Everybody tuned in to The Shadow. Everybody read Edgar Rice Burroughs. Everybody saw Gone with the Wind.

But a people with a shared culture and a strong identity is hard to conquer, so universal popular culture had to go. Fandom was the murder weapon used to kill Western culture.

This series of posts by author JD Cowan explores the subject in much greater detail. It's a lengthy read but well worth your time if you want to understand the massive snow job pulled on science fiction fans by elite snobs who thought they knew better.

Instead of putting up a united front, the scattered fandoms are isolated and relatively powerless. Hollywood learned the hard way that catering to fans alone isn't enough to make a film successful.

Fandom killed popular culture. It was a textbook case of divide and conquer.

Fortunately, there are creators laboring to forge new culture in the tradition of our ancestors. For a refreshing take on the mecha genre that clears away all the stale cliche cobwebs, check out my new martial thriller Combat Frame XSeed.

Combat Frame XSeed

Buy it now!


  1. JD knocked it out of the park with his series on Lundwall. The empty ur-culture calories that book contained starved a generation or two of imagination and wonder.

    But, of course, Fandom delenda est.

    1. He really did.

      JD may not know it, but he's done the best work on the subject since Jeffro's Appendix N.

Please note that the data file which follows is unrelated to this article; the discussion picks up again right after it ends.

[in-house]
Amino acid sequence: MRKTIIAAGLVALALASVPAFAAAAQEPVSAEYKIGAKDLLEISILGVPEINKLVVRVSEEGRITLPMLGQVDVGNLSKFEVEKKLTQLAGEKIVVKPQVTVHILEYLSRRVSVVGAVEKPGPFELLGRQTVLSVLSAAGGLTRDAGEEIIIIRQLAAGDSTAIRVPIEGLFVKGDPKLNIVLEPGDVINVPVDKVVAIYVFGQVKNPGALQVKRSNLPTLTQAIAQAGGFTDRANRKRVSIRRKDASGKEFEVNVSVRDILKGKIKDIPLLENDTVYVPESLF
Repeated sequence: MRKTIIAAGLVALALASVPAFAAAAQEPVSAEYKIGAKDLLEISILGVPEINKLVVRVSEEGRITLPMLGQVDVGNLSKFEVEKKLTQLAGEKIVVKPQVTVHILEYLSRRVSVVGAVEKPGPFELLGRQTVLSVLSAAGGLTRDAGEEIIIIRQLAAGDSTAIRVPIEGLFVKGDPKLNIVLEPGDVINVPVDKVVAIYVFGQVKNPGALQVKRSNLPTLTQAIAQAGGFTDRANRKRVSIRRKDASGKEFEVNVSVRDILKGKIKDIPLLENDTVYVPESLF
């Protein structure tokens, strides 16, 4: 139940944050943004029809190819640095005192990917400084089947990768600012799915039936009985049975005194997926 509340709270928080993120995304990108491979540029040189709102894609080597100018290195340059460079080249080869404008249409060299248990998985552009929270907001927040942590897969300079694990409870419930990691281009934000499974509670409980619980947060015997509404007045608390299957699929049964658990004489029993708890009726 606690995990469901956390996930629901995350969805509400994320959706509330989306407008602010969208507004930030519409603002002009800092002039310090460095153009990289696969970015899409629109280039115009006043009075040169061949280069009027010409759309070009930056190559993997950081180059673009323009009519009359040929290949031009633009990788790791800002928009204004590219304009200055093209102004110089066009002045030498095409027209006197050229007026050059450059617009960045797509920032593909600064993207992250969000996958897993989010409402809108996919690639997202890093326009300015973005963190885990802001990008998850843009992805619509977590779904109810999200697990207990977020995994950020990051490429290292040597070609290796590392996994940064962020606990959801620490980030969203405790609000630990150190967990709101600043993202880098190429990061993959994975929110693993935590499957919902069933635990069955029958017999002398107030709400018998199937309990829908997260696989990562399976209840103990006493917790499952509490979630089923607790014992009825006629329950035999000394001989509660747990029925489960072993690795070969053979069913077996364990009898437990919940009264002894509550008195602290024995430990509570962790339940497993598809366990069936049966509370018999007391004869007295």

2. So what you are saying it that it's not actually
    >You're waifu a shit!
    It is in actuality
    >You're goddess a shit!
    That explains why the Rei shippers vs Asuka shippers conflict has gone on for so long.

  3. That hardwired to believe thing is really important. It means none of us is immune to a faith (in anything) based thought process. Even (especially?) so called atheists believe in something. Whether it's scientism or socialism, or some other ism, they believe in it to the point that it is beyond argument.

    As to the fandom thing, a big fat yeah. Understand that I'm a "big men with screwdrivers" kind of guy. It's what I grew up with. I know now though that those kind of stories instantly ghetto-ize the genre. The pulps had/have much more mass appeal. Everyone knows who Flash Gordon is, few can name a character from an Asimov or even Heinlein book. Sorry my fellow Trekkers, but Star Wars won the Star Wars versus Star Trek battle.

    1. Western Atheism has always been parasitic on Christianity. The death of nu-atheism has as much to do with Christianity's decline as any efforts of Christian apologists.